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Prospectus

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International Dispute Settlement

Course
2020-2021

Admission requirements

Required course:

  • Principles of Public International Law

Recommended course:

  • Legal Methods

Description

This course provides a comprehensive introduction to the law and practice of international dispute settlement. The course begins with an introduction to the obligation to settle international disputes peacefully and an overview of the fundamental principles of dispute settlement. The course then explores the non-judicial means of dispute settlement: negotiation, mediation, good offices, inquiry, and conciliation. Thereafter, the course focuses on the judicial settlement of disputes by international courts and tribunals, in particular the International Court of Justice, the United Nations Convention on the Law of the Sea dispute settlement mechanisms, the dispute settlement procedures and mechanisms of the World Trade Organization, and arbitral tribunals in both inter-State and investor-State disputes. The course concludes by addressing select issues related to international dispute settlement, namely provisional measures, landmark cases (such as the South China Sea arbitration), and contemporary issues such as compliance with judicial and arbitral decisions and the politics of international investment law. Throughout the course, not only the “law”, but also the “politics” of dispute settlement will be addressed.

Week 1: Fundamental principles of dispute settlement
Session 1: Introduction to the course and key concepts
Session 2: Fundamental principles of dispute settlement

The concept of “international dispute” and the variety of international disputes settlement mechanisms

Week 2: Diplomatic and Legal Dispute Settlement Mechanisms
Session 1: Diplomatic means
Session 2: Inter-state arbitration

Week 3: Legal dispute settlement mechanisms: The International Court of Justice
Session 1: The International Court of Justice (1)
Session 2: The International Court of Justice (2)

Week 4: Legal dispute settlement mechanisms (2)
Session 1: Dispute Settlement Mechanisms under the Law of the Sea Convention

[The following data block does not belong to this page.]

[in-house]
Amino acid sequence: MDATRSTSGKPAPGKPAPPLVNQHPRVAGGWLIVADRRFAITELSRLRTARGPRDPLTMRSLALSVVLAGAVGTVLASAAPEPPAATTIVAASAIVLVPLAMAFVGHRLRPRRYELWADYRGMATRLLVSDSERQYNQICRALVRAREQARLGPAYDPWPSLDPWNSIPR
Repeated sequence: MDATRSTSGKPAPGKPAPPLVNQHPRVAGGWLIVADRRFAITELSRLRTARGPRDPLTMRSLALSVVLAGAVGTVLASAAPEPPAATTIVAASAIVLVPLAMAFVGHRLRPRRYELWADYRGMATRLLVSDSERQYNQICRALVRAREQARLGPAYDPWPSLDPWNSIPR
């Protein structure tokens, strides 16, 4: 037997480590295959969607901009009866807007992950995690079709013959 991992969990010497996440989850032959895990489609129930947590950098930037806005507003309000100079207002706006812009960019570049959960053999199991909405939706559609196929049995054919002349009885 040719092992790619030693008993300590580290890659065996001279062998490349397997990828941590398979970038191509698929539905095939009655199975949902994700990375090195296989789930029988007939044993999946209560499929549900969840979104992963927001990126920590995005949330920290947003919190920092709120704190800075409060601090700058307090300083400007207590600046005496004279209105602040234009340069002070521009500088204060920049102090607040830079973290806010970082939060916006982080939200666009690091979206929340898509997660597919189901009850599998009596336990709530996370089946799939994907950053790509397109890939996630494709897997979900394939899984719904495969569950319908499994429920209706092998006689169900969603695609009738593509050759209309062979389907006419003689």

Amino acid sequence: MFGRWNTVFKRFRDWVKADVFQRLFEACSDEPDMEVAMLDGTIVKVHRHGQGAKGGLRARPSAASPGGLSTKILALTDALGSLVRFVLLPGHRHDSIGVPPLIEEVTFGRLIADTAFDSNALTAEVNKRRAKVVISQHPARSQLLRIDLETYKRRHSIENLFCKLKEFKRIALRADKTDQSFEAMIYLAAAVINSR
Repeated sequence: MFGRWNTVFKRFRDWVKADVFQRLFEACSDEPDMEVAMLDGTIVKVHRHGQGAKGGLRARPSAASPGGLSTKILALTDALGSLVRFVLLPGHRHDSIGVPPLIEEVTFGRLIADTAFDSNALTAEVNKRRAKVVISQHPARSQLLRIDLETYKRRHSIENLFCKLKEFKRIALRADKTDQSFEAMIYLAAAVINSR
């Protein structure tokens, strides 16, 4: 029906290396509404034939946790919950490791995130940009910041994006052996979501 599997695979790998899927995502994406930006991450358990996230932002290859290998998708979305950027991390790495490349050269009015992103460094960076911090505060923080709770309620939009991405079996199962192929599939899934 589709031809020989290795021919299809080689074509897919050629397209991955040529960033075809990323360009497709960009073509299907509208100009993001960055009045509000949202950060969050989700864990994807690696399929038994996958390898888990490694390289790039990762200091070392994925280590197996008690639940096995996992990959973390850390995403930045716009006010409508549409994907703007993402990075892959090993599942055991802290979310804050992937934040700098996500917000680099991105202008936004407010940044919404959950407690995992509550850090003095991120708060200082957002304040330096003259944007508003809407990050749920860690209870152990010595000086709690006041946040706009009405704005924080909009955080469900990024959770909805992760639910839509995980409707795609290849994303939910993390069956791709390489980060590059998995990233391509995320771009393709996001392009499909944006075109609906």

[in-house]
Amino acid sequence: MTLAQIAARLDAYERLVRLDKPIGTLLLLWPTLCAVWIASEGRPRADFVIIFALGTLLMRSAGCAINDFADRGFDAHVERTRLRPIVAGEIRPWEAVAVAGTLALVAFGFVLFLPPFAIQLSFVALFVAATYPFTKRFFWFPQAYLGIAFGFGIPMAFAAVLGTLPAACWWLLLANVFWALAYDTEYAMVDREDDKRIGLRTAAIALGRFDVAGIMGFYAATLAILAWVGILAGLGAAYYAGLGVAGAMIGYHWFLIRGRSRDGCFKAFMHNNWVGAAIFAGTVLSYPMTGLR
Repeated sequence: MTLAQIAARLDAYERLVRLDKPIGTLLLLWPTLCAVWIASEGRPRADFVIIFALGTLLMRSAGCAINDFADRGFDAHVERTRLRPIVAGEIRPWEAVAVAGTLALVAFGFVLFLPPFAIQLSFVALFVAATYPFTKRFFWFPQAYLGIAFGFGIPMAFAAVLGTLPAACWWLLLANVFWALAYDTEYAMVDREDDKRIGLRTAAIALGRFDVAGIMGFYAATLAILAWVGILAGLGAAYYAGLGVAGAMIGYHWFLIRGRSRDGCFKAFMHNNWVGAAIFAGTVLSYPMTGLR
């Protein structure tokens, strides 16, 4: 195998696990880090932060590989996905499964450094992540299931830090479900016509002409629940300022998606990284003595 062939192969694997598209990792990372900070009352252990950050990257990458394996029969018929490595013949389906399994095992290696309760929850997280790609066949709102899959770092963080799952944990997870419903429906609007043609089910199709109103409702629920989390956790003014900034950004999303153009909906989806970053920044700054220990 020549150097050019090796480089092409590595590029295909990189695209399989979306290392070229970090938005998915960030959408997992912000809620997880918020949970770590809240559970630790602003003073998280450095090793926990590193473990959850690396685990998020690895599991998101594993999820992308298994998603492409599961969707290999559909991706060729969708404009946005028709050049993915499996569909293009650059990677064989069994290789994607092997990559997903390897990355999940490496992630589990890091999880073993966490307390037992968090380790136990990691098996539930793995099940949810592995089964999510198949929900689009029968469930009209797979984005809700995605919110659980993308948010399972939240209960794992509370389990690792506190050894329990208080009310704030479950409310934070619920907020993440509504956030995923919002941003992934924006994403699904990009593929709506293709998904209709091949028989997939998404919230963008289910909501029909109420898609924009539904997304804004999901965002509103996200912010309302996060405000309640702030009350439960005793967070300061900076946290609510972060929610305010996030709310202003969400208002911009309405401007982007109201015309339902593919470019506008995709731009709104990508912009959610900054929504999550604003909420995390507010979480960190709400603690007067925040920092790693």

Session 2: Dispute Settlement under the World Trade Organization

Week 5: Legal dispute settlement mechanisms (3)
Session 1: Investor-State Dispute Settlement
Session 2: Preliminary objections and provisional measures in international adjudication

Week 6: Selected international dispute settlement issues (1)
Session 1: The South China Sea Arbitration
Session 2: The Politics of International Investment Law

Week 7: Selected international dispute settlement issues (2)
Session 1: Compliance
Session 2: Review session

Course Objectives

Students who successfully complete this course will be able to:

  • Explain the foundations, the social and political context, and the workings of international dispute settlement;

  • Explain the differences between diplomatic and judicial forms of dispute settlement, and assess the advantages and disadvantages of each method;

  • Describe the functions of the international courts and tribunals covered in the course;

  • Discuss and evaluate the procedural aspects of judgments or awards of international courts and tribunals;

  • Apply legal rules on procedural issues to novel factual situations and draw analogies with existing case law.

Timetable

Timetables for courses offered at Leiden University College in 2020-2021 will be published on this page of the e-Prospectus.

Mode of instruction

This course will consist of lectures, class discussions, and occasional group exercises. Prior to each session, students are expected to have read the relevant section(s) of the textbook in addition to the other required readings. Students are also encouraged to delve into the recommended readings. Interactive lectures will introduce students to basic concepts and will involve discussions of the assigned readings. Beginning in the first week, each session will also include student presentations and discussions of assigned cases. Students are expected to contribute actively to the class discussions.

Assessment Method

  • Presentation & discussion/class participation 15%

  • Case note 15%

  • Essay 30%

  • Final exam 40%

Reading list

  • J. Merrills, International Dispute Settlement (Cambridge University Press, 2017)

Links to additional reading materials will be made available on Brightspace.

Registration

Courses offered at Leiden University College (LUC) are usually only open to LUC students and LUC exchange students. Leiden University students who participate in one of the university’s Honours tracks or programmes may register for one LUC course, if availability permits. Registration is coordinated by the Education Coordinator, course.administration@luc.leidenuniv.nl.

Contact

Dr. Giulia Pinzauti, g.pinzauti@law.leidinuniv.nl;
Dr. Daniel Peat, d.c.peat@law.leidenuniv.nl

Remarks

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